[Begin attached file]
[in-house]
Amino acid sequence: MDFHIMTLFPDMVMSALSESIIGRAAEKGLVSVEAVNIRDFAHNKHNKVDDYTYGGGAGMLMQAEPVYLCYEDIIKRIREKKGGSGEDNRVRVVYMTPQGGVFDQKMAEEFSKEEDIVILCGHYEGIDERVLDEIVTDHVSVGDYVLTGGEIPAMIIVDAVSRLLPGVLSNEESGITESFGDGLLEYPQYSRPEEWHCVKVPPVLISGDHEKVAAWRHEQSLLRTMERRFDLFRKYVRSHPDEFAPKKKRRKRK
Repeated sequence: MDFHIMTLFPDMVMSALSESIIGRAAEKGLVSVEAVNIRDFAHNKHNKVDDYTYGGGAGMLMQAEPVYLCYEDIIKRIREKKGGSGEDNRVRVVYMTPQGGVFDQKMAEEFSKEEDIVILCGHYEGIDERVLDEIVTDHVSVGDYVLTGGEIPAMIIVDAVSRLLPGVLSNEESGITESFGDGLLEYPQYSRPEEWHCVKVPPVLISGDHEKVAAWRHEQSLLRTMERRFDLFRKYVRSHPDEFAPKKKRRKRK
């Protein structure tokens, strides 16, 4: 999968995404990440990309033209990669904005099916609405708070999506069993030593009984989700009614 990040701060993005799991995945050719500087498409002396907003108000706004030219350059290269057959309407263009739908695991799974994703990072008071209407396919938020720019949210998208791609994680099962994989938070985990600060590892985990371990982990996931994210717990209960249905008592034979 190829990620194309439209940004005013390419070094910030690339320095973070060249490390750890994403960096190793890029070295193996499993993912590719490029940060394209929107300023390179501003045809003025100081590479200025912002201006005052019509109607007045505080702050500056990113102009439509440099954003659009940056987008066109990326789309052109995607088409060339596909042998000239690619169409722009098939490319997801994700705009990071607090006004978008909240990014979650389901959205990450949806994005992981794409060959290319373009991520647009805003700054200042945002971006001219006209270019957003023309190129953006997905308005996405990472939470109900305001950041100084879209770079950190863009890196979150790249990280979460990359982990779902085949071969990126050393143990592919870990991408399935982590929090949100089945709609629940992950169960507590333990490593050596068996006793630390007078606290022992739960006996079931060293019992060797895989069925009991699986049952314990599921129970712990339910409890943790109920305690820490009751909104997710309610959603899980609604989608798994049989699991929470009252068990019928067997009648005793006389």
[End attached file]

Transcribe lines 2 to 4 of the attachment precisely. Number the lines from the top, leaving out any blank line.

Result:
Amino acid sequence: MDFHIMTLFPDMVMSALSESIIGRAAEKGLVSVEAVNIRDFAHNKHNKVDDYTYGGGAGMLMQAEPVYLCYEDIIKRIREKKGGSGEDNRVRVVYMTPQGGVFDQKMAEEFSKEEDIVILCGHYEGIDERVLDEIVTDHVSVGDYVLTGGEIPAMIIVDAVSRLLPGVLSNEESGITESFGDGLLEYPQYSRPEEWHCVKVPPVLISGDHEKVAAWRHEQSLLRTMERRFDLFRKYVRSHPDEFAPKKKRRKRK
Repeated sequence: MDFHIMTLFPDMVMSALSESIIGRAAEKGLVSVEAVNIRDFAHNKHNKVDDYTYGGGAGMLMQAEPVYLCYEDIIKRIREKKGGSGEDNRVRVVYMTPQGGVFDQKMAEEFSKEEDIVILCGHYEGIDERVLDEIVTDHVSVGDYVLTGGEIPAMIIVDAVSRLLPGVLSNEESGITESFGDGLLEYPQYSRPEEWHCVKVPPVLISGDHEKVAAWRHEQSLLRTMERRFDLFRKYVRSHPDEFAPKKKRRKRK
């Protein structure tokens, strides 16, 4: 999968995404990440990309033209990669904005099916609405708070999506069993030593009984989700009614 990040701060993005799991995945050719500087498409002396907003108000706004030219350059290269057959309407263009739908695991799974994703990072008071209407396919938020720019949210998208791609994680099962994989938070985990600060590892985990371990982990996931994210717990209960249905008592034979 190829990620194309439209940004005013390419070094910030690339320095973070060249490390750890994403960096190793890029070295193996499993993912590719490029940060394209929107300023390179501003045809003025100081590479200025912002201006005052019509109607007045505080702050500056990113102009439509440099954003659009940056987008066109990326789309052109995607088409060339596909042998000239690619169409722009098939490319997801994700705009990071607090006004978008909240990014979650389901959205990450949806994005992981794409060959290319373009991520647009805003700054200042945002971006001219006209270019957003023309190129953006997905308005996405990472939470109900305001950041100084879209770079950190863009890196979150790249990280979460990359982990779902085949071969990126050393143990592919870990991408399935982590929090949100089945709609629940992950169960507590333990490593050596068996006793630390007078606290022992739960006996079931060293019992060797895989069925009991699986049952314990599921129970712990339910409890943790109920305690820490009751909104997710309610959603899980609604989608798994049989699991929470009252068990019928067997009648005793006389």